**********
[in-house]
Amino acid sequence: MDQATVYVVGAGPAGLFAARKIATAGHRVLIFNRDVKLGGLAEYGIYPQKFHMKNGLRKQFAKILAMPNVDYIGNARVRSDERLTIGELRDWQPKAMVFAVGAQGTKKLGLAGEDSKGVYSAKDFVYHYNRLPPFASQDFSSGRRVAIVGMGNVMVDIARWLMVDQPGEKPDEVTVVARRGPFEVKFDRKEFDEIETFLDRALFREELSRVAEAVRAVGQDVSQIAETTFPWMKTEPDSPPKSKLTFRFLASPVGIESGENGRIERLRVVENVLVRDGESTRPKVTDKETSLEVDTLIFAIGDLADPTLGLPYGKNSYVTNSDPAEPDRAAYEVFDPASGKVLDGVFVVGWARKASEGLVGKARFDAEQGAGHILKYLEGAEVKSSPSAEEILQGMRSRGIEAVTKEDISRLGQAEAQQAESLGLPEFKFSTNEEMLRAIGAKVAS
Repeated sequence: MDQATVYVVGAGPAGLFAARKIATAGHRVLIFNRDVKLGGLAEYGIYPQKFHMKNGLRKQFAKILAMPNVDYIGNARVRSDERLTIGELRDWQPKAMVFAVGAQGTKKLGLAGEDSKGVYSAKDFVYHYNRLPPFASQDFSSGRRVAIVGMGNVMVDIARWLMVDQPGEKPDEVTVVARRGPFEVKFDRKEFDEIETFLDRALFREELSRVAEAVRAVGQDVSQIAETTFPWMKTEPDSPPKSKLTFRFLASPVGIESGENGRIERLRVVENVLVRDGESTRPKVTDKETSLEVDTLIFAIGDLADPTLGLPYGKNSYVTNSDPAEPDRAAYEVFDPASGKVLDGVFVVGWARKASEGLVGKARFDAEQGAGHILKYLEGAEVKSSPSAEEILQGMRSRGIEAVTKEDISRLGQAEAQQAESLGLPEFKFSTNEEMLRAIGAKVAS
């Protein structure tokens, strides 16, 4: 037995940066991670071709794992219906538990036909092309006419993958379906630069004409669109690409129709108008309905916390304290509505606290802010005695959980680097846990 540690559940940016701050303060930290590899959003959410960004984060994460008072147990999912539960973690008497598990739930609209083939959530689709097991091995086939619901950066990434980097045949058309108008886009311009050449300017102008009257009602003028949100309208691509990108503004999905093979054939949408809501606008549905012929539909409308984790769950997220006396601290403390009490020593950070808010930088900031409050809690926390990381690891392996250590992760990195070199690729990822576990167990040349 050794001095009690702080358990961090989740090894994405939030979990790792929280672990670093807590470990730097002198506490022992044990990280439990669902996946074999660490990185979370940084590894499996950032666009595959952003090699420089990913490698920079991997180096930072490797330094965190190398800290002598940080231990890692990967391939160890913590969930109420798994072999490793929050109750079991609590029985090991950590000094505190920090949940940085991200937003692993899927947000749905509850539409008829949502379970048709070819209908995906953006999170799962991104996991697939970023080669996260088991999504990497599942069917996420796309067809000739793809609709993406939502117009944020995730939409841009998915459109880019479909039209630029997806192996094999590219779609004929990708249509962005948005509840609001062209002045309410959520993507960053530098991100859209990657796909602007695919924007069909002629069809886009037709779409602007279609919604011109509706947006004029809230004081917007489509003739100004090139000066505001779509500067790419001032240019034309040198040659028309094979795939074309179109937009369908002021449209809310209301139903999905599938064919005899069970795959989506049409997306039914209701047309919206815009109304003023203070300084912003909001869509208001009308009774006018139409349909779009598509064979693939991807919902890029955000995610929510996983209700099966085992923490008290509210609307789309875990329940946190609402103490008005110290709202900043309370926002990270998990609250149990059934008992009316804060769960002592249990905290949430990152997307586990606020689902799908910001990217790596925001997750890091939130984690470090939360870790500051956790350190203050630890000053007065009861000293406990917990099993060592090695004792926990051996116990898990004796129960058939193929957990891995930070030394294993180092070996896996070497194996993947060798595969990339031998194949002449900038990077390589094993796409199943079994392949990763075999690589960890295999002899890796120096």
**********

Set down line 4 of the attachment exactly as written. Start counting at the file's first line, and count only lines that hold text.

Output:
């Protein structure tokens, strides 16, 4: 037995940066991670071709794992219906538990036909092309006419993958379906630069004409669109690409129709108008309905916390304290509505606290802010005695959980680097846990 540690559940940016701050303060930290590899959003959410960004984060994460008072147990999912539960973690008497598990739930609209083939959530689709097991091995086939619901950066990434980097045949058309108008886009311009050449300017102008009257009602003028949100309208691509990108503004999905093979054939949408809501606008549905012929539909409308984790769950997220006396601290403390009490020593950070808010930088900031409050809690926390990381690891392996250590992760990195070199690729990822576990167990040349 050794001095009690702080358990961090989740090894994405939030979990790792929280672990670093807590470990730097002198506490022992044990990280439990669902996946074999660490990185979370940084590894499996950032666009595959952003090699420089990913490698920079991997180096930072490797330094965190190398800290002598940080231990890692990967391939160890913590969930109420798994072999490793929050109750079991609590029985090991950590000094505190920090949940940085991200937003692993899927947000749905509850539409008829949502379970048709070819209908995906953006999170799962991104996991697939970023080669996260088991999504990497599942069917996420796309067809000739793809609709993406939502117009944020995730939409841009998915459109880019479909039209630029997806192996094999590219779609004929990708249509962005948005509840609001062209002045309410959520993507960053530098991100859209990657796909602007695919924007069909002629069809886009037709779409602007279609919604011109509706947006004029809230004081917007489509003739100004090139000066505001779509500067790419001032240019034309040198040659028309094979795939074309179109937009369908002021449209809310209301139903999905599938064919005899069970795959989506049409997306039914209701047309919206815009109304003023203070300084912003909001869509208001009308009774006018139409349909779009598509064979693939991807919902890029955000995610929510996983209700099966085992923490008290509210609307789309875990329940946190609402103490008005110290709202900043309370926002990270998990609250149990059934008992009316804060769960002592249990905290949430990152997307586990606020689902799908910001990217790596925001997750890091939130984690470090939360870790500051956790350190203050630890000053007065009861000293406990917990099993060592090695004792926990051996116990898990004796129960058939193929957990891995930070030394294993180092070996896996070497194996993947060798595969990339031998194949002449900038990077390589094993796409199943079994392949990763075999690589960890295999002899890796120096």